Luc is a fresh graduate from the international MBA at IE Business School. Luc, a Swiss lawyer with professional experience in Investment Banking and Tax consulting, chose to visit Israel for short exchange in the Technion University. I met Luc to discuss about his experience in Israel.
Luc, it is interesting to know why you to choose Israel as your exchange country?
I have always been interested in Startups and Technology and if you are interested in these subjects there are two places you should visit: Silicon Valley and Israel. We had the option to visit Israel so that was my choice. Moreover, around the time of the decision where to do my exchange week, Google bought Waze for 1 Billion dollar which increased the interest in Israel even more.
Israel has a certain image and many times people are surprised to discover that Israel is such an innovative and leading tech society, what have you discovered about Israel that surprised you?
What I found interesting is the fact that in Israel people are not afraid to fail. They are risk takers and there is kind of a notion that you don’t have to be the smartest person on earth in order to try do things, so they try – if they have an idea they will go for it, and if it will be a success it is good and if not, that’s ok too. We had a few entrepreneurs who shared their failures stories with us and they spoke about it in a very open and honest way.
It is interesting to see that all the big companies in the world have a presence in Israel especially with R&D Centers. Companies like Facebook, Google, Apple, Ebay and many more. We visited Google campus in Tel-Aviv and they have a very cool atmosphere there, very relaxed and surprisingly it is very big in size. I never experienced something like this. The visit to google campus was very unique and interesting and its obvious that Google must be gaining from being there.
We also visited Microsoft R&D center and this as well was big in size and very professional. We had a conversation with the R&D manager in which he gave us insights to their work. Their employees fully committed to help startups to grow and it is not necessarily that they will benefit Microsoft directly. The atmosphere is impressive. It is a great opportunity for startups to be there and as for Microsoft too, I think they access to the new trends coming out of Israel through this way.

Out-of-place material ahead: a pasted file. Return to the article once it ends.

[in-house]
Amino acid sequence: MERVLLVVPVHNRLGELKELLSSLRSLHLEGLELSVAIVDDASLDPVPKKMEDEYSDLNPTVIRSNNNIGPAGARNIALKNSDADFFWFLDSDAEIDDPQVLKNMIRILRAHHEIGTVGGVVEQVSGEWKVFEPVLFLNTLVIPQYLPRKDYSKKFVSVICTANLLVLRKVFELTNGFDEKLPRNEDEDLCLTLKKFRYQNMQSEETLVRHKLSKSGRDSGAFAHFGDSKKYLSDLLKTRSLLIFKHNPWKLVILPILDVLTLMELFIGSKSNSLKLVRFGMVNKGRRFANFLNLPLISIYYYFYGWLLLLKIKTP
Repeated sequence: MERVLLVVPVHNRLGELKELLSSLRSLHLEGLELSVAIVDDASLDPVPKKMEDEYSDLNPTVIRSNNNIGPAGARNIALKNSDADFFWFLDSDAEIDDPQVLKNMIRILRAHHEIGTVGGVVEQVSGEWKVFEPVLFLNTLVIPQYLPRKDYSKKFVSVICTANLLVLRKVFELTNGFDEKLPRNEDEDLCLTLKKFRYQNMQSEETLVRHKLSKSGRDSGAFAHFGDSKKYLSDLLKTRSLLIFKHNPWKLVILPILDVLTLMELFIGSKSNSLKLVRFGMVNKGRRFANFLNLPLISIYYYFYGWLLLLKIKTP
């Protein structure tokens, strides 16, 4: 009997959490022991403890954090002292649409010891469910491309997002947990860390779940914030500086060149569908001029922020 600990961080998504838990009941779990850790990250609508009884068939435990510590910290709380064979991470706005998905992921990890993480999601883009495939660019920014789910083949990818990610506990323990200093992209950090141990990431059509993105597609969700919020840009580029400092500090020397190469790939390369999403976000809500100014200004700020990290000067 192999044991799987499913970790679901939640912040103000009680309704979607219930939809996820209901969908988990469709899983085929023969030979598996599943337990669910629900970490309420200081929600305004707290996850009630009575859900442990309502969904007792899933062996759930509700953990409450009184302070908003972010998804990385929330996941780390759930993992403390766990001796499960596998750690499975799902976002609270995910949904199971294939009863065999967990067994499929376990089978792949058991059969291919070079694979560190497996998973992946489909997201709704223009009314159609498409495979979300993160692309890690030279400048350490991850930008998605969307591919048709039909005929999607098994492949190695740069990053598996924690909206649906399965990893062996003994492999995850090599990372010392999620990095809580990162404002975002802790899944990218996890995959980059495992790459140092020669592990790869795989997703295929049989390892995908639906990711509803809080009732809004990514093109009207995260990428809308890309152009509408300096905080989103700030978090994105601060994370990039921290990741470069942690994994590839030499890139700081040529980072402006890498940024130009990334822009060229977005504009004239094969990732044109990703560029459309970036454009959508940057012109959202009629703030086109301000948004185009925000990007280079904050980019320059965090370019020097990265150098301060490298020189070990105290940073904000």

What I also liked about Israel is that no matter where you go there is a very informal atmosphere… Everyone is dressed casually – no formality.
Many people try to understand why Israel is such an entrepreneurial country. In your opinion, what drives the entrepreneurship spirit in Israel?
Well I believe that for Israeli entrepreneurs it’s not about the money; they get into entrepreneurship to change and to create new things and they like to do it while having fun and enjoying life. The people have a lot of energy and they put into creativity while working very hard at the same time.
What did you learn from your time in Israel?
I learned that in order to be a successful entrepreneur you don’t have to have a fancy office. I was Impressed to see that many startups have their office is in the streets of Tel-Aviv sitting outside in coffee shops and open spaces. You don’t need anything to become an entrepreneur and have your own company. You just need to do it. One can’t believe that he/she can start a company on a bench in the boulevard.
In your opinion, why should other people visit Israel?
I think that if you are interested in entrepreneurship you definitely should visit Israel. It will give you a close insight to one of the top places in the world for entrepreneurship; the spirit is everywhere. You get to see the whole eco-system for startup incubators, VC’s, entrepreneurs, investors and more.
You also get to know a very nice country; a place that normally you don’t know; unique culture, great life style, beach, blue sky. The people are friendly, lively, vibrant, and diverse – it’s not what you see on TV or read in the newspaper. It is a unique combination of business, fun life and history
Interviewed by Nir Hindi, IE Israel Club Madrid Chapter